Flatten the curve.
That idea has spread through the population faster than COVID-19 ever could.
That’s the power of culture, of human psychology, of brains interacting with brains. Of course, culture and human psychology and brains interacting with brains are also how the virus spread to begin to with, and that is what this show is about — the psychology behind the spread, and the prevention of the spread, of COVID-19.
When I asked followers on Twitter what kind of show they would want if I did a show about the psychology of this moment, the answer I received the most was, “Why aren’t people staying at home?” so, that’s the first thing we talk about (even though we may soon be asking, “Why DIDN’T people stay at home?”)
The second most-asked question was “how do we persuade people, in times like this, to take precautions and follow guidelines?” so that is segment two. And the other topic most requested was how do to deal with anxiety and loneliness and relationships right now. So, that is segment three.
This is a show with six experts, answering all of this, across three segments: Why we respond to situations like this in the way that we do, how to encourage people to respond differently both now and in the future, and how to take care of yourself during a long period of isolation?
– SEGMENT ONE: 5:00
– SEGMENT TWO: 50:00
– SEGMENT THREE: 1:18:00
Oh, and #GoVictorian
Support the show directly by becoming a patron! Get episodes one-day-early and ad-free. Head over to the YANSS Patreon Page for more details.
Dr. Julia Shaw is a psychologist best known for her work in the areas of memory and criminal psychology. In 2017 Dr. Shaw co-founded the memory science and artificial intelligence start-up Spot. Spot helps employees report workplace harassment and discrimination, and empowers organizations to build a more inclusive and respectful work environment. In 2016 she published her bestselling debut book The Memory Illusion, which has appeared in 20 languages. In 2019 she published her second international bestseller Evil: The Science Behind Humanity’s Dark Side. TWITTER: @drjuliashaw
Dr. Joe Hanson, is a science writer, biologist, and YouTube educator. He is the creator and host of It’s Okay To Be Smart, an award-winning science education show from PBS Digital Studios that celebrates curiosity and the pleasure of finding things out. His science writing has been published by WIRED, Nautilus, Scientific American and Texas Monthly. TWITTER: @DrJoeHanson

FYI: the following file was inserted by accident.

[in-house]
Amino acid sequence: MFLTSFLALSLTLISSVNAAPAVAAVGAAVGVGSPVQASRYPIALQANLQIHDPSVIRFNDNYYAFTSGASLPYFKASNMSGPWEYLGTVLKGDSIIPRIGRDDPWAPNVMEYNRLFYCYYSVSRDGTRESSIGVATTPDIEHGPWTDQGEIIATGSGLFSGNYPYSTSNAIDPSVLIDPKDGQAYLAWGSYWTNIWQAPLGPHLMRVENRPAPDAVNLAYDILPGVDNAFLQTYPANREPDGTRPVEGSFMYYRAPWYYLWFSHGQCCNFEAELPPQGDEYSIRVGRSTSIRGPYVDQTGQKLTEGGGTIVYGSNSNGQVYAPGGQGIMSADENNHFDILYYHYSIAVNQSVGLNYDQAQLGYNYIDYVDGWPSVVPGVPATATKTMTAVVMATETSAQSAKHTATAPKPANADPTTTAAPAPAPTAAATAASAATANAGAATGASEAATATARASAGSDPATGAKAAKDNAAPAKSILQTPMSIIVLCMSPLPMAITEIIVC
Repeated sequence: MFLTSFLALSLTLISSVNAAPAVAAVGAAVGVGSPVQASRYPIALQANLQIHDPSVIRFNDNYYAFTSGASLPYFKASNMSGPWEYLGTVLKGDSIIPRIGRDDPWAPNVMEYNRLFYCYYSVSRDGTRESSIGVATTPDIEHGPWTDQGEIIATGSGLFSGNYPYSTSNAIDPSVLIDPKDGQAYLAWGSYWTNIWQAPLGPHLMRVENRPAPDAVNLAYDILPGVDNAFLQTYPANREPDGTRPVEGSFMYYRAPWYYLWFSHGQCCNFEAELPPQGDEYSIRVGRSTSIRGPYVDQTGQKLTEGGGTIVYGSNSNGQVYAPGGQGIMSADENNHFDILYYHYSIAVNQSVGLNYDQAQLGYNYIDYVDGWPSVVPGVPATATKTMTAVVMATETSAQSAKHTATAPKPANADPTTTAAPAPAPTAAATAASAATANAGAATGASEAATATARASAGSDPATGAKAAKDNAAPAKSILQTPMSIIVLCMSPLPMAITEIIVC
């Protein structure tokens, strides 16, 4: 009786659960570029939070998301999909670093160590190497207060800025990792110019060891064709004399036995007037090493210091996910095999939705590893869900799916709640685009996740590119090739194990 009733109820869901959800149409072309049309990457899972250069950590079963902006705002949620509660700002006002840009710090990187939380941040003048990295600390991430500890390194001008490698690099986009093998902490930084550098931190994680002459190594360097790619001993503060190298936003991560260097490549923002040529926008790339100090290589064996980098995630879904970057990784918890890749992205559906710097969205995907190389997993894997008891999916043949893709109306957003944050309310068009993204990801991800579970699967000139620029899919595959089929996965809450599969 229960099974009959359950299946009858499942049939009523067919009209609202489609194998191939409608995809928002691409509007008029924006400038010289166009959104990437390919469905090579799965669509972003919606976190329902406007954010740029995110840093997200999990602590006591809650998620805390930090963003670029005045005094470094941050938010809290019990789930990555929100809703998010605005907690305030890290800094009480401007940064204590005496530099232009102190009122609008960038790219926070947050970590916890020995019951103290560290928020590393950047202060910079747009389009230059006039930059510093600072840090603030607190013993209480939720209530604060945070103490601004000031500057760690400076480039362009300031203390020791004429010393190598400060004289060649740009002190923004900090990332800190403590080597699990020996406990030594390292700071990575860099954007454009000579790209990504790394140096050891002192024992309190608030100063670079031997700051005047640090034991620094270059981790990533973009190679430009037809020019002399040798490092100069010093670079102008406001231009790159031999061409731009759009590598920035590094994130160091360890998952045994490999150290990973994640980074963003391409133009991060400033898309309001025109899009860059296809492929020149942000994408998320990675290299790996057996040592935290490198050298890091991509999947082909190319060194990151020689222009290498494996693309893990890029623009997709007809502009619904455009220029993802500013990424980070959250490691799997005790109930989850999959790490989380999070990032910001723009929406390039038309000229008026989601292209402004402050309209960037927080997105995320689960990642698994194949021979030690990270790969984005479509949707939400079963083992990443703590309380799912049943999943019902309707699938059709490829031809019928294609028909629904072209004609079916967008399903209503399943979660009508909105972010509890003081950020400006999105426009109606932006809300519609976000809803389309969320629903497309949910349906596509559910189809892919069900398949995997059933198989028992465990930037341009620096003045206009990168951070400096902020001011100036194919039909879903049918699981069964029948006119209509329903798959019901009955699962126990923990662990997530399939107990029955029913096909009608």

Amie M. Gordon is an assistant professor of psychology and the director of the Well-being, Health, and Interpersonal Relationships Lab (WHIRL) at the University of Michigan, Ann Arbor. She studies the ways in which our thoughts, feelings, and behaviors shape our close relationships. She writes regularly at Psychology Today under the column Between You and Me. TWITTER:
From “neurons to social networks,” Jay Van Bavel studies how collective concerns like morals, group identity, and political beliefs affect human brains. His team at the Social Evaluation and Perception Lab studies these issues using social neuroscience, and approach that uses neuroimaging, lesion patients, and linguistic analysis of social media to examine how humans in groups affect the beliefs and perceptions of other humans in groups. TWITTER: @jayvanbavel
Richard Chataway is Vice President of BVA Nudge Unit UK and founder of Communication Science Group, and one of the most experienced behavioral science practitioners in the UK. His new book is, The Behavior Business. He has worked in senior strategic roles for government in Australia. France, and the UK, and for the four largest advertising agency groups, addressing behavioral challenges as varied as getting people to stop smoking, join the armed forces, drink spirits rather than wine, prevent domestic violence, pay for university tuition, submit their taxes, buy flatpack furniture, and take public transport – to name a few. TWITTER: @rich_chataway
Dr. Jud Brewer is the author of The Craving Mind: From Cigarettes to Smartphones to Love — Why We Get Hooked and how We Can Break Bad Habits— and his TED Talk on how to change a bad habit has more than 12 million views. He is the Director of Research and Innovation at the Mindfulness Center and associate professor in psychiatry at the School of Medicine at Brown University, as well as a research affiliate at MIT. His apps, mentioned in the show, are available at the link. TWITTER: @judbrewer
Links and Sources